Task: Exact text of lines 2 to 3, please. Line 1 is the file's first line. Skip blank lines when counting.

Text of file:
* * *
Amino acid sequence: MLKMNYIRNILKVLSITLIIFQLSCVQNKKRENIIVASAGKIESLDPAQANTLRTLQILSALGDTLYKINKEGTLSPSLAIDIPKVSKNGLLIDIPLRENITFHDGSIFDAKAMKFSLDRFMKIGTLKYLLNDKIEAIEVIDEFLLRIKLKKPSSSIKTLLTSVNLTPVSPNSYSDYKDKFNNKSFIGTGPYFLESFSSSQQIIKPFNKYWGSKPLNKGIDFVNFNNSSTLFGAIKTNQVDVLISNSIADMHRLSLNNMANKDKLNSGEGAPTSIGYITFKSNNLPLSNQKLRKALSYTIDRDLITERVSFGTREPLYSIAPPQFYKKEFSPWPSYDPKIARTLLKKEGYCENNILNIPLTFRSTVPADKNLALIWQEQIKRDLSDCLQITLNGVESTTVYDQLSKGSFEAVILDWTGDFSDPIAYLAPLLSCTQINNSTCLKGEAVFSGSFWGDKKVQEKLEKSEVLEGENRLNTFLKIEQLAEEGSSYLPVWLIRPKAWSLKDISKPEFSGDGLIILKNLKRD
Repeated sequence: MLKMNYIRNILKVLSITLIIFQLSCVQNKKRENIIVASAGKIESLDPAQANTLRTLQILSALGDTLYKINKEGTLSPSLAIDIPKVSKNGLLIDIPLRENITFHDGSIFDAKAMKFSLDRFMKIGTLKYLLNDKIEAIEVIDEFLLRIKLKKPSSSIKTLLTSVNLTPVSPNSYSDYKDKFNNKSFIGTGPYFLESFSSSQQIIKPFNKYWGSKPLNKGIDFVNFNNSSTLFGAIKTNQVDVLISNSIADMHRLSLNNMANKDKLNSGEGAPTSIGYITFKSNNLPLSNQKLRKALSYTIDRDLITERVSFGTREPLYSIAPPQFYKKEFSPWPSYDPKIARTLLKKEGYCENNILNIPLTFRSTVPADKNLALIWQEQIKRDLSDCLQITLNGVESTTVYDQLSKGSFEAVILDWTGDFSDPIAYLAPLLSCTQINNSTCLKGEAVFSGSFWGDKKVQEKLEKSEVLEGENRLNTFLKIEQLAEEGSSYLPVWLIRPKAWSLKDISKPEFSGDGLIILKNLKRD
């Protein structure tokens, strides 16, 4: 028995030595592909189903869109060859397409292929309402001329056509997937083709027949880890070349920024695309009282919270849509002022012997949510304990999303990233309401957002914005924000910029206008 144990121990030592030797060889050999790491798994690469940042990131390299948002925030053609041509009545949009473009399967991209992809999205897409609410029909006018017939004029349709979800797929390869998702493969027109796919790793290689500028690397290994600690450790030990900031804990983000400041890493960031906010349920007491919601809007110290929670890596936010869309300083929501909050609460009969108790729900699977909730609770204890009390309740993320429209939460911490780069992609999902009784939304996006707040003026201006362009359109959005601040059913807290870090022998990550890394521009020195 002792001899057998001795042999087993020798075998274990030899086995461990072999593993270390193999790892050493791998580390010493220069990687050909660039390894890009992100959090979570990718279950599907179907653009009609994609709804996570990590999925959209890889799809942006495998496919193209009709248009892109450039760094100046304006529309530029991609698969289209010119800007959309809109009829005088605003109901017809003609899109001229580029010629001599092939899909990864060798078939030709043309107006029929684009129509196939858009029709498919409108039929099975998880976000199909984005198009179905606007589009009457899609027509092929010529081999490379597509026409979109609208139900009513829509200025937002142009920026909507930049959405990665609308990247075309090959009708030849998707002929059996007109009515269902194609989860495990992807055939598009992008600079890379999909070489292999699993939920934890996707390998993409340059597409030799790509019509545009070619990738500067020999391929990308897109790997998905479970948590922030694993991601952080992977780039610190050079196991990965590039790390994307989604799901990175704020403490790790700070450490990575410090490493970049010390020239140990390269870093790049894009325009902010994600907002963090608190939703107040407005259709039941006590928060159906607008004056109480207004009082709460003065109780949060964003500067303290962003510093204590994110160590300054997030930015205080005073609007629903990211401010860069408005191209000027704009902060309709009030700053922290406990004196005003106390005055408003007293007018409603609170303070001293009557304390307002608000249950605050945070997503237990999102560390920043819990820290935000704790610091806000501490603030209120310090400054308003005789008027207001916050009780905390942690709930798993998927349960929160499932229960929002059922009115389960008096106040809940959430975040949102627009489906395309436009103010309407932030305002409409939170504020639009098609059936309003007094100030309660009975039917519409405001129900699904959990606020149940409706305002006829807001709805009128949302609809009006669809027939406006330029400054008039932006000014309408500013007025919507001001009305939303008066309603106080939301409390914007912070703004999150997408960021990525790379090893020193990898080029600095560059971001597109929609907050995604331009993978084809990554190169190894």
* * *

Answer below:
Repeated sequence: MLKMNYIRNILKVLSITLIIFQLSCVQNKKRENIIVASAGKIESLDPAQANTLRTLQILSALGDTLYKINKEGTLSPSLAIDIPKVSKNGLLIDIPLRENITFHDGSIFDAKAMKFSLDRFMKIGTLKYLLNDKIEAIEVIDEFLLRIKLKKPSSSIKTLLTSVNLTPVSPNSYSDYKDKFNNKSFIGTGPYFLESFSSSQQIIKPFNKYWGSKPLNKGIDFVNFNNSSTLFGAIKTNQVDVLISNSIADMHRLSLNNMANKDKLNSGEGAPTSIGYITFKSNNLPLSNQKLRKALSYTIDRDLITERVSFGTREPLYSIAPPQFYKKEFSPWPSYDPKIARTLLKKEGYCENNILNIPLTFRSTVPADKNLALIWQEQIKRDLSDCLQITLNGVESTTVYDQLSKGSFEAVILDWTGDFSDPIAYLAPLLSCTQINNSTCLKGEAVFSGSFWGDKKVQEKLEKSEVLEGENRLNTFLKIEQLAEEGSSYLPVWLIRPKAWSLKDISKPEFSGDGLIILKNLKRD
């Protein structure tokens, strides 16, 4: 028995030595592909189903869109060859397409292929309402001329056509997937083709027949880890070349920024695309009282919270849509002022012997949510304990999303990233309401957002914005924000910029206008 144990121990030592030797060889050999790491798994690469940042990131390299948002925030053609041509009545949009473009399967991209992809999205897409609410029909006018017939004029349709979800797929390869998702493969027109796919790793290689500028690397290994600690450790030990900031804990983000400041890493960031906010349920007491919601809007110290929670890596936010869309300083929501909050609460009969108790729900699977909730609770204890009390309740993320429209939460911490780069992609999902009784939304996006707040003026201006362009359109959005601040059913807290870090022998990550890394521009020195 002792001899057998001795042999087993020798075998274990030899086995461990072999593993270390193999790892050493791998580390010493220069990687050909660039390894890009992100959090979570990718279950599907179907653009009609994609709804996570990590999925959209890889799809942006495998496919193209009709248009892109450039760094100046304006529309530029991609698969289209010119800007959309809109009829005088605003109901017809003609899109001229580029010629001599092939899909990864060798078939030709043309107006029929684009129509196939858009029709498919409108039929099975998880976000199909984005198009179905606007589009009457899609027509092929010529081999490379597509026409979109609208139900009513829509200025937002142009920026909507930049959405990665609308990247075309090959009708030849998707002929059996007109009515269902194609989860495990992807055939598009992008600079890379999909070489292999699993939920934890996707390998993409340059597409030799790509019509545009070619990738500067020999391929990308897109790997998905479970948590922030694993991601952080992977780039610190050079196991990965590039790390994307989604799901990175704020403490790790700070450490990575410090490493970049010390020239140990390269870093790049894009325009902010994600907002963090608190939703107040407005259709039941006590928060159906607008004056109480207004009082709460003065109780949060964003500067303290962003510093204590994110160590300054997030930015205080005073609007629903990211401010860069408005191209000027704009902060309709009030700053922290406990004196005003106390005055408003007293007018409603609170303070001293009557304390307002608000249950605050945070997503237990999102560390920043819990820290935000704790610091806000501490603030209120310090400054308003005789008027207001916050009780905390942690709930798993998927349960929160499932229960929002059922009115389960008096106040809940959430975040949102627009489906395309436009103010309407932030305002409409939170504020639009098609059936309003007094100030309660009975039917519409405001129900699904959990606020149940409706305002006829807001709805009128949302609809009006669809027939406006330029400054008039932006000014309408500013007025919507001001009305939303008066309603106080939301409390914007912070703004999150997408960021990525790379090893020193990898080029600095560059971001597109929609907050995604331009993978084809990554190169190894």